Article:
RODDERS VIDPORIO

Working at a retail chain store when you’ve settled down is bizarre to the point of absurdity. The managers complain about turnover at places like this, and yet they do nothing at all to reduce it. Apparently, a “mature” employee like me is someone they want to keep, and yet complaints are ignored and explanations about even little things are repeated ten times over, as if you hadn’t mastered it on your third day of work. It’s demeaning.

Have you heard the one about too many cooks spoiling the pot? Imagine five consecutive days of work, working with three different people. Your manager telling (not teaching) you one thing, at length, on the first day. Your assistant manager doing the same on the second. Your manager again on the third. A seasoned vet on the fourth. And your manager again on the fifth. It’s grating. It’s lame. I know what I’m doing here, thanks. I think I’m qualified enough to operate a cash register and put movies back in alphabetical order.

This isn’t me acting high and mighty. I’m not saying this because I think I’m too good for the store, though gradually I’ve realised that I am. It’s because it wears you down, day after day, being treated like you don’t matter. Like you are infinitely replaceable. Like there is no real difference between you and a thousand others. And there isn’t! Not for this job, which monkeys could do. But the daily affirmation is what kills me. I can see how you could slip into working there for years and years, based soley on your demolished self-esteem.

Two weeks into working there, my assistant manager actually stopped what he was doing, without saying anything, and watched me — from literally one foot away, entirely in my line of sight — handle a customer. I’m not saying that he shouldn’t have been observing me, that’s part of his job, but the way it was handled was not healthy. The way that it happened implied expected failure, on my part. He was itching to correct, not teach.

Is it just this one store that’s the problem? Is it chain stores in general? Is it me?

Is this work? Is this what it’s like in the Real World? Are you beat over the head until you submit, is that normal for everybody? Maybe it is. But I’m not submitting for ten dollars an hour. Not for a job that doesn’t even try to care about me. Not for a manager who regards trading shifts and the mentally challenged as impediments to doing business. Who doesn’t understand what it means to serve your employees and the community.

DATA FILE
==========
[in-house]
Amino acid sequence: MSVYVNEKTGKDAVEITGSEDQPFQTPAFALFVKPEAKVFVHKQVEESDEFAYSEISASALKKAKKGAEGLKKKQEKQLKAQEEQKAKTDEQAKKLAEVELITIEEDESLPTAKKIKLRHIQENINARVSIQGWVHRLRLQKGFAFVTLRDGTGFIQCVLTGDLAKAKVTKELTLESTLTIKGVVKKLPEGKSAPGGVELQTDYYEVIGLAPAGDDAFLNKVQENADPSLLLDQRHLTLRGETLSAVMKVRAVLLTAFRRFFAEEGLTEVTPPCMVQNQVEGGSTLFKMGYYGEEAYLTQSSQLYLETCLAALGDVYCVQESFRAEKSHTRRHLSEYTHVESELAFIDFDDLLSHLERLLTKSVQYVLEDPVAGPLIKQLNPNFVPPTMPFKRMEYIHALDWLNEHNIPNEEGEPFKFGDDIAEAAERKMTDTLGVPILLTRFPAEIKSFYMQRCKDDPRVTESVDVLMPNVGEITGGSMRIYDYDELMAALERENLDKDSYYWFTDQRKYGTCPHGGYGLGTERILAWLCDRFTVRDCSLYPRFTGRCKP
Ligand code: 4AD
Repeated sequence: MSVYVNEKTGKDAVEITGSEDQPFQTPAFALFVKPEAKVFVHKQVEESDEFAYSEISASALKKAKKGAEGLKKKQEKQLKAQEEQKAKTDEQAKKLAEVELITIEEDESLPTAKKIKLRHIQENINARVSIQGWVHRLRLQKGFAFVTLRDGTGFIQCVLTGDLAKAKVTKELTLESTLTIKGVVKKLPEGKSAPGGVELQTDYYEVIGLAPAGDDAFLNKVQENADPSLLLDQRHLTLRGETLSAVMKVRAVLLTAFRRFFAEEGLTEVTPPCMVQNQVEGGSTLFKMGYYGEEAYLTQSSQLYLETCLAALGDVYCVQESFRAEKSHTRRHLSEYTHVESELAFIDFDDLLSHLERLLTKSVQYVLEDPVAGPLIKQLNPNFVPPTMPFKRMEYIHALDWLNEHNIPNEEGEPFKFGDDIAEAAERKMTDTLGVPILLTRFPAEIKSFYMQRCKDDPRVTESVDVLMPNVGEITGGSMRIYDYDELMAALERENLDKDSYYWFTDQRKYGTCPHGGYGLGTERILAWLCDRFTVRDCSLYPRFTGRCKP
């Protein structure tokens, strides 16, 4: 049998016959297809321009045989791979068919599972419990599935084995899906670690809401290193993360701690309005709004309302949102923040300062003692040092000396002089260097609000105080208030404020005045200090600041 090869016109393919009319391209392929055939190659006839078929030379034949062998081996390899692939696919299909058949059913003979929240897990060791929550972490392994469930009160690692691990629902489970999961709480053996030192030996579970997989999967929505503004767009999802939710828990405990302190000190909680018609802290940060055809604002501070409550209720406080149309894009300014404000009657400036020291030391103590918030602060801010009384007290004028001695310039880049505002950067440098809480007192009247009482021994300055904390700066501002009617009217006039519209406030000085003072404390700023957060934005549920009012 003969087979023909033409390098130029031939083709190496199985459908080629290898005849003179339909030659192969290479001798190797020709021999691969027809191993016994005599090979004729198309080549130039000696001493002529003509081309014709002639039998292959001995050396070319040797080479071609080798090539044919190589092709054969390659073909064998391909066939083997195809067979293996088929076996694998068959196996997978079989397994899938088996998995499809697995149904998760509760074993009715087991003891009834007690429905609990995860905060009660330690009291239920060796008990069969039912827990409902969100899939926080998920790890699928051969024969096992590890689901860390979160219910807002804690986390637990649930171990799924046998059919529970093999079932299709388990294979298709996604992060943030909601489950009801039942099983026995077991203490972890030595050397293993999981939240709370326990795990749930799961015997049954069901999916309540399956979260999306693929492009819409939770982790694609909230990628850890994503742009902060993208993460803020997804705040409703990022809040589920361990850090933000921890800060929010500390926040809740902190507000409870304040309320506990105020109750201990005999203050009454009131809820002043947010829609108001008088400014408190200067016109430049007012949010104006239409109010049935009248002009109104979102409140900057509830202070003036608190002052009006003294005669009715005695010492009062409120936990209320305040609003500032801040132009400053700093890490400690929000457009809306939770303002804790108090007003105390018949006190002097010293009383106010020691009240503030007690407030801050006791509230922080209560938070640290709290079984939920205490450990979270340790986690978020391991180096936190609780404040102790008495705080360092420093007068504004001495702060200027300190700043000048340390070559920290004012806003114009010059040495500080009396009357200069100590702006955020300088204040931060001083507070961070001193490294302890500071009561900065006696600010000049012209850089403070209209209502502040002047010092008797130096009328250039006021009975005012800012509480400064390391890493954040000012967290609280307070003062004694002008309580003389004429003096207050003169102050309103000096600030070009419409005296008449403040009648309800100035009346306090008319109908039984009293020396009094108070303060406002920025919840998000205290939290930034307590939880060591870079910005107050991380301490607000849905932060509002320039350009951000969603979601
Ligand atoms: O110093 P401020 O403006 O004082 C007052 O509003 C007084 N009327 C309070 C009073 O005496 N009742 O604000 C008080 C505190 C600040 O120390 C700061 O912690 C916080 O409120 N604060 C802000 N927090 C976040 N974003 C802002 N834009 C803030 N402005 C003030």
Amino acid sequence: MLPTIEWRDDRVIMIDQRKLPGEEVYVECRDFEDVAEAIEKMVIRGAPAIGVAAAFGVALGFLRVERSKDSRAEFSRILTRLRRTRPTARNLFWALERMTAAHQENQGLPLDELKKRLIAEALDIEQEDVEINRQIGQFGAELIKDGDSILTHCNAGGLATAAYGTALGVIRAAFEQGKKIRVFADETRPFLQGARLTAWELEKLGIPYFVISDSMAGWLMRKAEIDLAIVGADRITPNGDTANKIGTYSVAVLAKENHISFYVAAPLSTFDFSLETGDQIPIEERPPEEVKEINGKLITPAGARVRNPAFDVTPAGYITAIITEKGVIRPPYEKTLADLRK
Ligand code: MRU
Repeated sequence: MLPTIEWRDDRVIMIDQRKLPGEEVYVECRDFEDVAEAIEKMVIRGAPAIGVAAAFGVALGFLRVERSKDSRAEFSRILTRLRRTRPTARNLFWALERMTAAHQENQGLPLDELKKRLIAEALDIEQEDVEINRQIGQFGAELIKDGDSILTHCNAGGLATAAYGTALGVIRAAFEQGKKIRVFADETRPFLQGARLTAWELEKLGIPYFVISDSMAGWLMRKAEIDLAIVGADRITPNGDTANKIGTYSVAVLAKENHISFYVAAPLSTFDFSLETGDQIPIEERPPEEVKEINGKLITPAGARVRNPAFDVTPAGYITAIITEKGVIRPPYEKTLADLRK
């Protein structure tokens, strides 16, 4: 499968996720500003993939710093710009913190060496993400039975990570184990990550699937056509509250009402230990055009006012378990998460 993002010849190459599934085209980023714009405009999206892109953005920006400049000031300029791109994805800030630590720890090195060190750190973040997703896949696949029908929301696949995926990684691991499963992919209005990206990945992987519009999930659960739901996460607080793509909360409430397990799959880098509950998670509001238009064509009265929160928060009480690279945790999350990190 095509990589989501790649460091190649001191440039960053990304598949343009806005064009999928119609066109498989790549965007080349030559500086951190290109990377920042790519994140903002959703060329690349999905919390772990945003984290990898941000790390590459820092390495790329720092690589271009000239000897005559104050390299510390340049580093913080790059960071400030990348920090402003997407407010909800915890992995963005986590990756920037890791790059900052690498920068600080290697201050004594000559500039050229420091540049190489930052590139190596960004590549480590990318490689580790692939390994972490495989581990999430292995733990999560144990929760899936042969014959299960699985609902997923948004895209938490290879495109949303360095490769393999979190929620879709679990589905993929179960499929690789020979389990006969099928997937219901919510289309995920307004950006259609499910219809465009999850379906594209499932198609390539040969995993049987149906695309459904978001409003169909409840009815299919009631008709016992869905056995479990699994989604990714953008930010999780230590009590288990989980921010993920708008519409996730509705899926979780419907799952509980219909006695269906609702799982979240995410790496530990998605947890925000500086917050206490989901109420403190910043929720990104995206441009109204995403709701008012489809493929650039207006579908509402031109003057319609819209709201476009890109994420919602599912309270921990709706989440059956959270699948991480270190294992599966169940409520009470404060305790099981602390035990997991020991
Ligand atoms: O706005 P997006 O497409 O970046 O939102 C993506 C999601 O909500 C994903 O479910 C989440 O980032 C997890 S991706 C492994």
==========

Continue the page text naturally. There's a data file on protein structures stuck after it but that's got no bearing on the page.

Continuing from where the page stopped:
There’s so much more I could tell you about this job, but I’ll just skip to the best part: I can quit. I have another job. It pays more. It’s not full time, but for us it’s enough. I can be home with my wife. I can write in between.

2 Comments

  1. God, I know what you mean. If you stay there long enough you get sucked into this whole sick system of wanting to do well for “the company”. I mean, I haven’t gotten to that stage yet, but I see many people around me get sucked in. And the truth is, when you’re in that environment, even though you know there’s so much else you could be doing, you conform to the hierarchy. You want to fulfill expectations, and it’s hard to realize, “Hey, this is something I do for money. It’s not the end of the world if I fuck up or the company does because my life won’t be ruined as a result.”

  2. Very true! And the money part itself makes it uglier, I think. Because it’s not something you really want to do, you force yourself into this little space, and if you don’t eat their BS in some respects it’s your only reward.

    It’s just odd, thinking about systems like this on the large scale, and about the systems they replaced in the past– where sustenance was in large part your responsibility, and it still is, but now the vast majority of people have to indirectly ask other people for help? And a lot of people ignore this part of it, and don’t realise that they can’t get out.

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